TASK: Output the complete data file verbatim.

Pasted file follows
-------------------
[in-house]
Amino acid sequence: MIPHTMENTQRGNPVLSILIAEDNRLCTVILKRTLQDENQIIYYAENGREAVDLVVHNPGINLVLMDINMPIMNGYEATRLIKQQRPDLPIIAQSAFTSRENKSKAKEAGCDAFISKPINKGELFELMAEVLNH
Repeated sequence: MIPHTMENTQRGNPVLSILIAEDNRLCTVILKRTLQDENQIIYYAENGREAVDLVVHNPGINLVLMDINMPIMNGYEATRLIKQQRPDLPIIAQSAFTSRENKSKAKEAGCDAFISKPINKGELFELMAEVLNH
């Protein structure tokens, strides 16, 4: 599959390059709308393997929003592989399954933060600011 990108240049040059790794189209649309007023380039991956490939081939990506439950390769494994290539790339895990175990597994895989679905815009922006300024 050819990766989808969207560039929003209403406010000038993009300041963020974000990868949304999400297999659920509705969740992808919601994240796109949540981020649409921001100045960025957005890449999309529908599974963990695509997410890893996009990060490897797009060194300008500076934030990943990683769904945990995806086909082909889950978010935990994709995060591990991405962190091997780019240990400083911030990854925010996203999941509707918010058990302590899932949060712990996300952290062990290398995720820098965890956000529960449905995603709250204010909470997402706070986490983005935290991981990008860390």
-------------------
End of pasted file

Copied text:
[in-house]
Amino acid sequence: MIPHTMENTQRGNPVLSILIAEDNRLCTVILKRTLQDENQIIYYAENGREAVDLVVHNPGINLVLMDINMPIMNGYEATRLIKQQRPDLPIIAQSAFTSRENKSKAKEAGCDAFISKPINKGELFELMAEVLNH
Repeated sequence: MIPHTMENTQRGNPVLSILIAEDNRLCTVILKRTLQDENQIIYYAENGREAVDLVVHNPGINLVLMDINMPIMNGYEATRLIKQQRPDLPIIAQSAFTSRENKSKAKEAGCDAFISKPINKGELFELMAEVLNH
């Protein structure tokens, strides 16, 4: 599959390059709308393997929003592989399954933060600011 990108240049040059790794189209649309007023380039991956490939081939990506439950390769494994290539790339895990175990597994895989679905815009922006300024 050819990766989808969207560039929003209403406010000038993009300041963020974000990868949304999400297999659920509705969740992808919601994240796109949540981020649409921001100045960025957005890449999309529908599974963990695509997410890893996009990060490897797009060194300008500076934030990943990683769904945990995806086909082909889950978010935990994709995060591990991405962190091997780019240990400083911030990854925010996203999941509707918010058990302590899932949060712990996300952290062990290398995720820098965890956000529960449905995603709250204010909470997402706070986490983005935290991981990008860390």